Setting a playlist of music to play music in different parts of a home can be done with a touch of a button as long as one has an A/V equipment managed by a home automation system. It’s the same thing with TVs. It’s good to add in smart lighting to create an overall home theater vibe. Home theater setups are great for subsystems to work together; adding in shades can further the smart home experience.
What other subsystems are worth automating, though? Homeowners and workplace managers may have different priorities when it comes to choosing which space in their properties needs to be automated. Homeowners may choose to have their homes automated for lifestyle and entertainment purposes, whereas workplaces may look at making their employees more efficient, or having their offices more secure.
Still, there will be some overlaps. For some, having coffee makers and electronic door locks automated may be a priority the way some think motorized gates, garage doors and motorized equipment (for drapes, TVs, home theater screens and video projectors) are just as important to maintain. The options are virtually limitless.
Subsystems also require people’s needs on their own but they need to be able to control their systems, referred to as a “user interface.” This is one of the most important parts of an automation system. Apps on mobile phones and tablets have it nailed down to near perfection.
The best thing about an app that can facilitate the control of multiple devices—door locks, thermostats, lights, A/V equipment, to name a few– is that they can be on people’s smartphones. Since people have them all the time, having that level of control is convenient.
Dedicated home-designed touch screens are not to be discounted, because they are also convenient. They usually come with larger user screens for a better experience. When designed properly, touch screens can simplify complex automation systems and can serve the role of “command central” in a home or office.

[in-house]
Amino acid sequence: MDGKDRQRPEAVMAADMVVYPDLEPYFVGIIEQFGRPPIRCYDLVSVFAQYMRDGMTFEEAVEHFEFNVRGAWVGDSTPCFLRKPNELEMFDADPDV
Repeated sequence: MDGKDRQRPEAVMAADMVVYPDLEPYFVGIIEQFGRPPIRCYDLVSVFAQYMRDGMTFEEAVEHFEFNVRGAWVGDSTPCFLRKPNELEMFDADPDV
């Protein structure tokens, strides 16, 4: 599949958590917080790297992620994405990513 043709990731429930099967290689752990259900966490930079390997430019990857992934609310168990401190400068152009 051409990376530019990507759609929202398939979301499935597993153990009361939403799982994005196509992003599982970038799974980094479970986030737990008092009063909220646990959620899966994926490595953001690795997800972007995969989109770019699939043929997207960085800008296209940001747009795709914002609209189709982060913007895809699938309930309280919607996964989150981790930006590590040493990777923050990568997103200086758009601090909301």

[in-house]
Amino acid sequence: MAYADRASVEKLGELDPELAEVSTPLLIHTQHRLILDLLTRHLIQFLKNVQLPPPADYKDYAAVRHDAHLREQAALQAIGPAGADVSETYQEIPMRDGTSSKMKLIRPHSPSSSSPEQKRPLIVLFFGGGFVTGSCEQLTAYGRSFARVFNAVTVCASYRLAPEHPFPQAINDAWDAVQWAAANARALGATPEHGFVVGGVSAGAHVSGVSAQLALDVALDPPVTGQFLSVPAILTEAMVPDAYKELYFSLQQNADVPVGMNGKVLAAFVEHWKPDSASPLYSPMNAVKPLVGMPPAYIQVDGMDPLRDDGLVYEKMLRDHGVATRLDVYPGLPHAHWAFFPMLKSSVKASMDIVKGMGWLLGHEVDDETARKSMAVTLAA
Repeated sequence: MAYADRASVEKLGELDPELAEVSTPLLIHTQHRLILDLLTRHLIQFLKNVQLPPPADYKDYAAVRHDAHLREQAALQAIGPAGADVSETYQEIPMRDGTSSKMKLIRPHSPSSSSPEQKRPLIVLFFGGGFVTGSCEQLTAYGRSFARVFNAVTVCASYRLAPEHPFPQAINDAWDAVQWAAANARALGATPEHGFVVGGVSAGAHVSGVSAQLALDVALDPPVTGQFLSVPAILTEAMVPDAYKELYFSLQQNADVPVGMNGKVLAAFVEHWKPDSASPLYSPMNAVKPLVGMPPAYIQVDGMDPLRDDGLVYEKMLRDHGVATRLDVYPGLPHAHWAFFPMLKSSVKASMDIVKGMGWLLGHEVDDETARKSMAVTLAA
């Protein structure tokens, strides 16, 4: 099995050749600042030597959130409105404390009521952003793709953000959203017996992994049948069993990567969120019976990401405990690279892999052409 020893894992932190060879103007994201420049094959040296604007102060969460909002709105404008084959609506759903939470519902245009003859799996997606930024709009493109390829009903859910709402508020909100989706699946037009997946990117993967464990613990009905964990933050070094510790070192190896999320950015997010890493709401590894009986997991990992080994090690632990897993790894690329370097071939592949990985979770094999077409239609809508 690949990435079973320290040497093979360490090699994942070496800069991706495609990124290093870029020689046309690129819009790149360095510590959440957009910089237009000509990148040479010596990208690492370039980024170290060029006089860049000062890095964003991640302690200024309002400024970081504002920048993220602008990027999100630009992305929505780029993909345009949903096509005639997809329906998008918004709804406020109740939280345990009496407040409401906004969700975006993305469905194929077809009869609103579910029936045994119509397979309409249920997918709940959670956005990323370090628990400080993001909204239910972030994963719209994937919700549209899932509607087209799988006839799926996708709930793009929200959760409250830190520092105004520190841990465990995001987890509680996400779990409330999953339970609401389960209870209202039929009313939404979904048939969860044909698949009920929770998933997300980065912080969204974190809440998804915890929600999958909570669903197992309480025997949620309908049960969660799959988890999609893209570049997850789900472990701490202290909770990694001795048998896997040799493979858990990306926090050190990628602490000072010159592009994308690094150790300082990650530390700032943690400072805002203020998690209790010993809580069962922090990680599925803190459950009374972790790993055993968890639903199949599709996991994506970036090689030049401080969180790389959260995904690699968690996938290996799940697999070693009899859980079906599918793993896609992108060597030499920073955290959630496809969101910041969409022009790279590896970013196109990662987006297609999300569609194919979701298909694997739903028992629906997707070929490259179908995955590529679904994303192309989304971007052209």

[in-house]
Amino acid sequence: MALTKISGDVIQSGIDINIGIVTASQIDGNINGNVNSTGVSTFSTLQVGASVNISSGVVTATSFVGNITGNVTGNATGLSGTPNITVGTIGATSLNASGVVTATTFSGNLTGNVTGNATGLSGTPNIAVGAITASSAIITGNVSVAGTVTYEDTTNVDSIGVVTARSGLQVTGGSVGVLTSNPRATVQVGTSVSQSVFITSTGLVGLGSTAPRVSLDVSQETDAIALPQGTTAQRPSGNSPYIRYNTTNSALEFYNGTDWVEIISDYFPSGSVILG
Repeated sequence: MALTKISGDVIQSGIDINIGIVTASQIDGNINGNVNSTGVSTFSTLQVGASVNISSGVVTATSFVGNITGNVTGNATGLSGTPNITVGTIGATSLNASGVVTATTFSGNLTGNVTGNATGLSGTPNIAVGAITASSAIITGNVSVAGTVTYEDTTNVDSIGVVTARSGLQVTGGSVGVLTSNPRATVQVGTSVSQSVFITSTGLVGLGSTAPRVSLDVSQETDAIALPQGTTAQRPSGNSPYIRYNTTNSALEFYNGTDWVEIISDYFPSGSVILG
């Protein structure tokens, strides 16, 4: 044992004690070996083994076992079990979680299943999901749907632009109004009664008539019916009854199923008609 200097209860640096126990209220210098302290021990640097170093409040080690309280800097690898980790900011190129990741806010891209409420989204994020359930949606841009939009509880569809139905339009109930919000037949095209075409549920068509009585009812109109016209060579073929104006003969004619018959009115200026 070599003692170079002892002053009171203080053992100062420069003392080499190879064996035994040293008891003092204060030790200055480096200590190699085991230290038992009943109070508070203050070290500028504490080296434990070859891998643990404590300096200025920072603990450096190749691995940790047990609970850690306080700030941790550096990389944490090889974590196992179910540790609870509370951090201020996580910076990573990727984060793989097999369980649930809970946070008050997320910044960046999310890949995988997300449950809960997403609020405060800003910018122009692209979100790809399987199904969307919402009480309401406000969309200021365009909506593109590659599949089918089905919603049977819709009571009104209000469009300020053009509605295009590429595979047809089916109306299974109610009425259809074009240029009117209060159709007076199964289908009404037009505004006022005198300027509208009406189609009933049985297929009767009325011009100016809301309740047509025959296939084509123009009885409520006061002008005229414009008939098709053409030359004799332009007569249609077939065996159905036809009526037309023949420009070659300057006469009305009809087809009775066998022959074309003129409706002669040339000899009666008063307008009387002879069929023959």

Touch screens can pack in a lot of functionalities — show what cameras see, pull entertainment content from a whole-house A/V system and work as an intercom station.
Having the backbone of a strong network gets you started. From having reliable Wi-Fi to multiple wireless access points as a jumpoff point, the possibilities for automating your space are endless. A whole slew of keypads, handheld remotes and app-driven mobile devices can be customized to perform to your specifications for a smart home or workplace.
But the most important thing to keep in mind is that they all come under the umbrella of subsystems — controllers, actuators and sensors, controlled by a server and served to a device that connects and integrates with network-enabled smart devices. They all help people save energy, improve efficiencies and simplify their lives.
Subsystems are good to keep in mind even if one is automating just a single room. Automating just parts of a house like the entryway, living rooms and kitchen and bedrooms or the bathroom, hallway, laundry room, basement, backyards and even offices will already go a long way, because subsystems can provide a solid foundation when the time comes an entire house or workplace needs to be fully automated. (Dennis Clemente)